Insight into the effects on neural cells of the TCF4 gene mutation that causes a severe autism spectrum disorder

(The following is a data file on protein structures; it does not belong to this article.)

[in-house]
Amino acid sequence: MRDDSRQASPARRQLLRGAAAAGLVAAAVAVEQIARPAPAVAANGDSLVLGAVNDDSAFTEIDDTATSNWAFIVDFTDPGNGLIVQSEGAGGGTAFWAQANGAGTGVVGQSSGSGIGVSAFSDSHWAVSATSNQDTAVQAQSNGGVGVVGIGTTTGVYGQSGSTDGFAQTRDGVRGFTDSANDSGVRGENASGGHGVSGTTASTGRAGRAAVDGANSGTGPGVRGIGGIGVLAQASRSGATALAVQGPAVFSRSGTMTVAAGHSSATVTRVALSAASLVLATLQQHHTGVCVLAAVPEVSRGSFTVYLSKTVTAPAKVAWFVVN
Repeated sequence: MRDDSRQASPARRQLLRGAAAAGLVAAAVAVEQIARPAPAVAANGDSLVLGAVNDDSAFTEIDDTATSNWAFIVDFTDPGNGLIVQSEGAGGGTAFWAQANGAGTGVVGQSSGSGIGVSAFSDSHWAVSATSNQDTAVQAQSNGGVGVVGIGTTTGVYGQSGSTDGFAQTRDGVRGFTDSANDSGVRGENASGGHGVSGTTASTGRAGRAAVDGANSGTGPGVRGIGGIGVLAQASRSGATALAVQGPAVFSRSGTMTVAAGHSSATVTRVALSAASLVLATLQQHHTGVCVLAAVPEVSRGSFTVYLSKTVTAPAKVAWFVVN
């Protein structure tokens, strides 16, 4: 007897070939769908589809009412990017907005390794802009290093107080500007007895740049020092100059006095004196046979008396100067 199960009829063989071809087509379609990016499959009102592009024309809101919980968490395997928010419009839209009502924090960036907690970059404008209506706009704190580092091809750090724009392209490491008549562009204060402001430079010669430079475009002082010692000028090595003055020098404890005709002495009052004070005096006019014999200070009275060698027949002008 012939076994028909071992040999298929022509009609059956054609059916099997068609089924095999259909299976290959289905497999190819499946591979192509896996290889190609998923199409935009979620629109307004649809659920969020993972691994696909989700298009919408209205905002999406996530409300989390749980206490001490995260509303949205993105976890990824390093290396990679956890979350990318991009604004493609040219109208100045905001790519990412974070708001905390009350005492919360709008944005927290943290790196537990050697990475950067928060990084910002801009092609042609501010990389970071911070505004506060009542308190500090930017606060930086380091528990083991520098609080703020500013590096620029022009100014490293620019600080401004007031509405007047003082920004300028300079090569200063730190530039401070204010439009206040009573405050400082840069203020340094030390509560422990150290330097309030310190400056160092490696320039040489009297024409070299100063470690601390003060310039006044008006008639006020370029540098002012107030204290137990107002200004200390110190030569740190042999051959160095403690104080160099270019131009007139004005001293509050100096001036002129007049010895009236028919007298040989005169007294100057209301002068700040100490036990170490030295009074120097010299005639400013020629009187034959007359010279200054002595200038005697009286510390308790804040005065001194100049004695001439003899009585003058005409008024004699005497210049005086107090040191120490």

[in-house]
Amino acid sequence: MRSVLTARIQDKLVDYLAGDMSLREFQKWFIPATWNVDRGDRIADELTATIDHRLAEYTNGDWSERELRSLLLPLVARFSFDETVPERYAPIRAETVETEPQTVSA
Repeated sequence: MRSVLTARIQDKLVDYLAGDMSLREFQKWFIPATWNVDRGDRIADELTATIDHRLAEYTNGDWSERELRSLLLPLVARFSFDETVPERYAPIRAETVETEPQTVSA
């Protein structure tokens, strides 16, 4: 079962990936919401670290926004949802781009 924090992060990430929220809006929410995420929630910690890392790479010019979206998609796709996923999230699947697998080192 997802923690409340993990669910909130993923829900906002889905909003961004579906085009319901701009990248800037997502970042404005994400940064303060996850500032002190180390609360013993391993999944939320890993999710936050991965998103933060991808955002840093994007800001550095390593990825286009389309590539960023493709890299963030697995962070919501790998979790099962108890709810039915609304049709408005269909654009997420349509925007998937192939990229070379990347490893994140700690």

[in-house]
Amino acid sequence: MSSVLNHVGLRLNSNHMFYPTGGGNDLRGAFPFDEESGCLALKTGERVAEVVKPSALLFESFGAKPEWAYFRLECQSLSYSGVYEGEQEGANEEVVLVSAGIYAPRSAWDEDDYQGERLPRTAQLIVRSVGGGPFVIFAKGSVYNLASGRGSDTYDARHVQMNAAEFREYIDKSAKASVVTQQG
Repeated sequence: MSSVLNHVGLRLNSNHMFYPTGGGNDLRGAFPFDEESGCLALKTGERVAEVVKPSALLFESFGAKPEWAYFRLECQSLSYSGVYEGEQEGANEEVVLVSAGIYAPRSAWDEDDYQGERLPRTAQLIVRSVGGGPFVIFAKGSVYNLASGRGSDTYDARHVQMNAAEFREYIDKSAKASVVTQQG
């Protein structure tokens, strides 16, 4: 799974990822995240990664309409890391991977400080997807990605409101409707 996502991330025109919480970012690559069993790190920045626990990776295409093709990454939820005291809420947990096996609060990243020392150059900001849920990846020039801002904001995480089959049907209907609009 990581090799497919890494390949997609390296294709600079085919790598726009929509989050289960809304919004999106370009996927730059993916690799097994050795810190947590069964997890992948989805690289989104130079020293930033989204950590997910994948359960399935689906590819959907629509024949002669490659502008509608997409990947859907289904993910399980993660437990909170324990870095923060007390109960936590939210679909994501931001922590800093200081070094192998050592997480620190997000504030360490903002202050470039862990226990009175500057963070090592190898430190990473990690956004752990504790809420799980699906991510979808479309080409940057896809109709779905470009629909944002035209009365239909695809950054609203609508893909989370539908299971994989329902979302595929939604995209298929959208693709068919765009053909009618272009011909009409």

You don’t need to be a neuroscientist to notice the size and structural differences between these two brain organoids – cultured clumps of brain cells that replicate certain features and functions of actual brain tissue. These 'mini-brains' were generated from human stem cells and differ because of the donors. Cells from a person with Pitt-Hopkins syndrome – a severe form of autism spectrum disorder characterised by intellectual disability, developmental delay and seizures – were used to generate the organoid on the right, while cells from someone without the condition generated the one on the left. Mutations to a gene called TCF4 cause Pitt-Hopkins syndrome and studying the patient-derived organoids revealed how the mutation impairs proper growth and development of neurons. Encouragingly, mutation-fixing gene therapy performed on the mini-brains improved the cells’ development and function, providing hope that similar therapies might one day alleviate symptoms in children with this rare but debilitating condition.
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